Son House Performing, Seattle 1969
Then, I say I wished I had me a heaven of my own
Yeah, I wished I had me a heaven of my own
You know, I’d give all my women a long, long, happy home

Dick Waterman became his manager and worked diligently and efficiently to get House booked into the folk clubs, concerts and festivals. House was a difficult client and undependable because of his alcoholism. A blues writer on the scene at the time referred to House as a “hapless derelict.” Waterman once had to turn down a career-boosting five nights at the Fillmore opening for Delaney and Bonnie with Eric Clapton, because House had drunkenly passed out in a snowbank and developed frostbitten fingers. He could not travel alone and his alcohol consumption had to be strictly limited and monitored so that he could perform. But with Waterman’s help, House managed to have a modestly successful career on the club and festival circuit in the US and Europe, despite his alcoholism and near debilitating unease about performing. In 1974, House began displaying signs of Alzheimer’s and Parkinson’s diseases and stopped touring. He lived in Rochester and then Detroit with his wife until he died in 1988.

Stories that end with a moral are satisfying and we like them, but happy endings are best. Three young men go to search for an elderly and legendary blues singer, they find him, help him overcome various obstacles, and establish a successful career. When he walks out onto the stage of the 1965 Newport Folk Festival, carrying his guitar, the audience rises to applaud his triumphant return, and the credits roll. That’s a nice story and even true as far as it’s told. But it’s not this story, which is more complicated. House’s “folk blues” career did allow him to attain some comfort and security for himself and his wife which he would never have been able to do otherwise and for that might be counted a success. Still, in 1977, when asked about his blues career for a television interview at his apartment, he said “Well after I started to do it, got to do it, went to doing it with a success and went on in there and then I wasn’t too satisfied. No way. An unsatisfied life.” A few minutes later, he was singing and playing the blues for the camera with undiminished passion. “I’m preaching on this side and the blues on that side. I says, well, just put ‘em together and name it ‘Preachin’ Blues.’” “Son House” and “Preacher House” there would never be an end to their struggle.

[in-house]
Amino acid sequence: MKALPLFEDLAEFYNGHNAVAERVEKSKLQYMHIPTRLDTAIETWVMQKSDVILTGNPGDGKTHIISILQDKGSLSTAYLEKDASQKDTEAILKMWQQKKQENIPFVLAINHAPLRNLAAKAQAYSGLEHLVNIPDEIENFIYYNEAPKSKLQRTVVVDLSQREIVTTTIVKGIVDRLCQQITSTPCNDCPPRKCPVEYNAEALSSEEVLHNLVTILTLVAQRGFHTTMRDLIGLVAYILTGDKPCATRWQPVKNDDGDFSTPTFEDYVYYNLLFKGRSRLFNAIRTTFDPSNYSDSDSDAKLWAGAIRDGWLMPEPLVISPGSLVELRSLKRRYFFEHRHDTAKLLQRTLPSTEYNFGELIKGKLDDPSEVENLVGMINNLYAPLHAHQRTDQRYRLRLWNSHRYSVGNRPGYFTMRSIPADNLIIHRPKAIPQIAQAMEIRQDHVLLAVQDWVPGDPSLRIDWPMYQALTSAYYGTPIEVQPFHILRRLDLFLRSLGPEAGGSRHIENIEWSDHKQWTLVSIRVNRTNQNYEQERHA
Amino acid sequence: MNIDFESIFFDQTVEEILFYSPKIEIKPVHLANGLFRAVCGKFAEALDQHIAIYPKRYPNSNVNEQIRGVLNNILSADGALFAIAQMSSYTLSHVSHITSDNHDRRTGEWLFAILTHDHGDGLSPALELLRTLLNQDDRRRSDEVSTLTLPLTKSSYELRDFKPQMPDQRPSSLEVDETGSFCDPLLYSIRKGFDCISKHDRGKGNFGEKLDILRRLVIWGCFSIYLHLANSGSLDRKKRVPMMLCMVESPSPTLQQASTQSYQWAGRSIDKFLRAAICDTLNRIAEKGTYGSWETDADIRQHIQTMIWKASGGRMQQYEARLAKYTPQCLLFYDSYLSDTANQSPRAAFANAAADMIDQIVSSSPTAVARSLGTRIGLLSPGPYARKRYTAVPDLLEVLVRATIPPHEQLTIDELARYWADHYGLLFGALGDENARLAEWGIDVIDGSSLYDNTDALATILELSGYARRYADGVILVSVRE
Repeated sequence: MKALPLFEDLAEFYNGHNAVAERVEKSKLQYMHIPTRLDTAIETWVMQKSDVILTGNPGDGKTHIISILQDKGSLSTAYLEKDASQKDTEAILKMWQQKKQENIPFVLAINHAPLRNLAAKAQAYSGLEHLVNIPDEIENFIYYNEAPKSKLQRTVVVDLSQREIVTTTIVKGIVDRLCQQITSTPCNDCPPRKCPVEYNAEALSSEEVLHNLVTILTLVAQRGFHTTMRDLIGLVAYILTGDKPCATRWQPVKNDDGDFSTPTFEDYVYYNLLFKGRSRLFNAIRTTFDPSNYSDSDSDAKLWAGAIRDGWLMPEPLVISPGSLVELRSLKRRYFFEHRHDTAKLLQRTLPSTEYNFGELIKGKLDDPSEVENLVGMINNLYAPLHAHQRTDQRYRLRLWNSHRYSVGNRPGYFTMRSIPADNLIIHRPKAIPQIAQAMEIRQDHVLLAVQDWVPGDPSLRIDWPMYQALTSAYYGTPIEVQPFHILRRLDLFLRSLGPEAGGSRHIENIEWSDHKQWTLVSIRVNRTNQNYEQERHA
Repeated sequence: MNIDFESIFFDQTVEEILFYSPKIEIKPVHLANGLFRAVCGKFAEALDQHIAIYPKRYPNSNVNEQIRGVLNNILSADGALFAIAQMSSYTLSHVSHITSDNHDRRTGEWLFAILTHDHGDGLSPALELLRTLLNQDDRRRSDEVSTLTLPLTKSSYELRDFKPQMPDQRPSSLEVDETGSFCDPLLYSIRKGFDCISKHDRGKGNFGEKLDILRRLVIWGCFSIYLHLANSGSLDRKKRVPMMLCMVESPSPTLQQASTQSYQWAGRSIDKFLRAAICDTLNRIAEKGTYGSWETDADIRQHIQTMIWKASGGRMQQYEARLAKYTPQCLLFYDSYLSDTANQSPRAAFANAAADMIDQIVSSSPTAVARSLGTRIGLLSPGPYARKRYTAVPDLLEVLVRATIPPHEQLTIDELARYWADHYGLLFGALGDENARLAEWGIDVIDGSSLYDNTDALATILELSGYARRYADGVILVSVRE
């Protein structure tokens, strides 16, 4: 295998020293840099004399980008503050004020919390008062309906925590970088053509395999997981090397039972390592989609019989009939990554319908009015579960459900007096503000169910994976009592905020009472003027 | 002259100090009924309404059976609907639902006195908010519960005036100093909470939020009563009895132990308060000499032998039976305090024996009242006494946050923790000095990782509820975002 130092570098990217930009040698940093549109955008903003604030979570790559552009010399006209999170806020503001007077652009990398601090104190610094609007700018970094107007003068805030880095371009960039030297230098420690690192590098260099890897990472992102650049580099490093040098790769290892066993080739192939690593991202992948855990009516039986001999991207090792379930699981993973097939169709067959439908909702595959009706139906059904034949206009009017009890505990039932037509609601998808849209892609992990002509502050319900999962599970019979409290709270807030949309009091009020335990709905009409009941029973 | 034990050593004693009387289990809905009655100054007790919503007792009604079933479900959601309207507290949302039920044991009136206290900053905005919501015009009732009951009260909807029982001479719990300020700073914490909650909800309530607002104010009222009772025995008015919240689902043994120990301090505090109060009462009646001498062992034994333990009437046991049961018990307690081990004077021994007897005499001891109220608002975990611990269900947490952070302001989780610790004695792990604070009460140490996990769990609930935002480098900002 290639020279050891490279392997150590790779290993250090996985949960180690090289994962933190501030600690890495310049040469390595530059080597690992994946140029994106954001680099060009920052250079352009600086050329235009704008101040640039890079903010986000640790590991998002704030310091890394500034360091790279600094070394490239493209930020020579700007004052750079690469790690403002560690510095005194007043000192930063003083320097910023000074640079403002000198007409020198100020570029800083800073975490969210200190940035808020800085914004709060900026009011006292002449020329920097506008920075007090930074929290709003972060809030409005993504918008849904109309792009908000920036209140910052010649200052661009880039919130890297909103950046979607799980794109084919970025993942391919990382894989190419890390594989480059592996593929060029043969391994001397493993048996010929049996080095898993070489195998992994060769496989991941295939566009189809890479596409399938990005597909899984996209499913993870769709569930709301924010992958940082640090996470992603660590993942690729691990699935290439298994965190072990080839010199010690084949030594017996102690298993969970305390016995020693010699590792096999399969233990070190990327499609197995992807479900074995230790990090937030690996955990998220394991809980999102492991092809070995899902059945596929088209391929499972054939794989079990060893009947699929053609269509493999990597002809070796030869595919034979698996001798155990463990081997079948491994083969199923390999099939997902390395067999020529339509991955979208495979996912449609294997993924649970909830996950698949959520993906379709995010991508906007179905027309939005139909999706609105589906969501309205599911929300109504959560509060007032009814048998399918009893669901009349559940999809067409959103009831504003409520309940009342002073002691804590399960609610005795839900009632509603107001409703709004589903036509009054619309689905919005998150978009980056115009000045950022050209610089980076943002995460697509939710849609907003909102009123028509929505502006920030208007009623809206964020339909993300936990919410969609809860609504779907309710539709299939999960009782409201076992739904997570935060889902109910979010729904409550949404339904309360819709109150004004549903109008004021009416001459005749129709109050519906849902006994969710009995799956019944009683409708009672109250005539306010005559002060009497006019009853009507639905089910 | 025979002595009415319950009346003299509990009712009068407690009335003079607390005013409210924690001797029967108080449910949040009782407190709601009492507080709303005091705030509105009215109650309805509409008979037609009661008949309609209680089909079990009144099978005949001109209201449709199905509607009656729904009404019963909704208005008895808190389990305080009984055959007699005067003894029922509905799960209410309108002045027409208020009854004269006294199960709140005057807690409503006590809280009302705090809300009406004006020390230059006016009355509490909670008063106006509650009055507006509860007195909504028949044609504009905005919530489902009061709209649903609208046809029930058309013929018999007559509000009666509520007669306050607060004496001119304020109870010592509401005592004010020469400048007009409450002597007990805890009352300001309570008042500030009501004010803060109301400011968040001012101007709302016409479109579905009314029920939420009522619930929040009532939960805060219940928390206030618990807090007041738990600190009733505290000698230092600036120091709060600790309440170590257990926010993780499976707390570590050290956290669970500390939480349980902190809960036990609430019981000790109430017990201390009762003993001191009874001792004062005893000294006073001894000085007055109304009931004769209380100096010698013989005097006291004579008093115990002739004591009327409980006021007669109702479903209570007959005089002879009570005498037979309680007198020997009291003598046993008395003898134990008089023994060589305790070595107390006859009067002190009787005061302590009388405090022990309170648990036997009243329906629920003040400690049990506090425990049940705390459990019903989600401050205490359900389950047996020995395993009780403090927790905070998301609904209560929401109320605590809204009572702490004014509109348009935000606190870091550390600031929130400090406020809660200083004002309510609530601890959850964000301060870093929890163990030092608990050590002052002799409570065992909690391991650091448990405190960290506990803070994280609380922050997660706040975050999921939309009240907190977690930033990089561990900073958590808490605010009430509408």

What is best for art and what is best for the artist, sometimes are not the same. Being a great artist can be a curse and a tragic and sad destiny. House was one of the cursed. His art might bring him the small reward of a modest lifestyle but never peace or self-satisfaction. If he had remained in Rochester, he might have stayed in the church, kept sober, and enjoyed whatever amount of happiness he was capable of. Then again, maybe not. Returning to blues singing meant that he would certainly not go back to the church, that he would keep drinking and be tormented by guilt. Only House could say whether his folk blues career was worth the cost, but like the choice between God or the Devil, the Blues or the Church, he was profoundly conflicted and could never make up his mind. Those of us who listen in 2020, maybe we are like Perls, Waterman, and Spiro in 1964, we love the music of Son House and wish there were more, but should contemplate the cost to him to play blues. But House did return to the blues and the recordings that exist, and I admit I wish there were more, contain music of such heartrending beauty and sadness that awe and gratitude can be the only response.

You know, I’m gonna preach these blues
And I’m gonna choose my seat and sit down
I say when the spirit comes, I want y’all to jump straight up and down

[Note: all song quotes are from the Father of Folk Blues Columbia LP version of “Preachin’ Blues.”]

ARTICLE CONTENTS

COMMENTS
rshak47's picture

Can't wait to read Part 2.

Steelhead's picture

Very enjoyable and nicely researched article.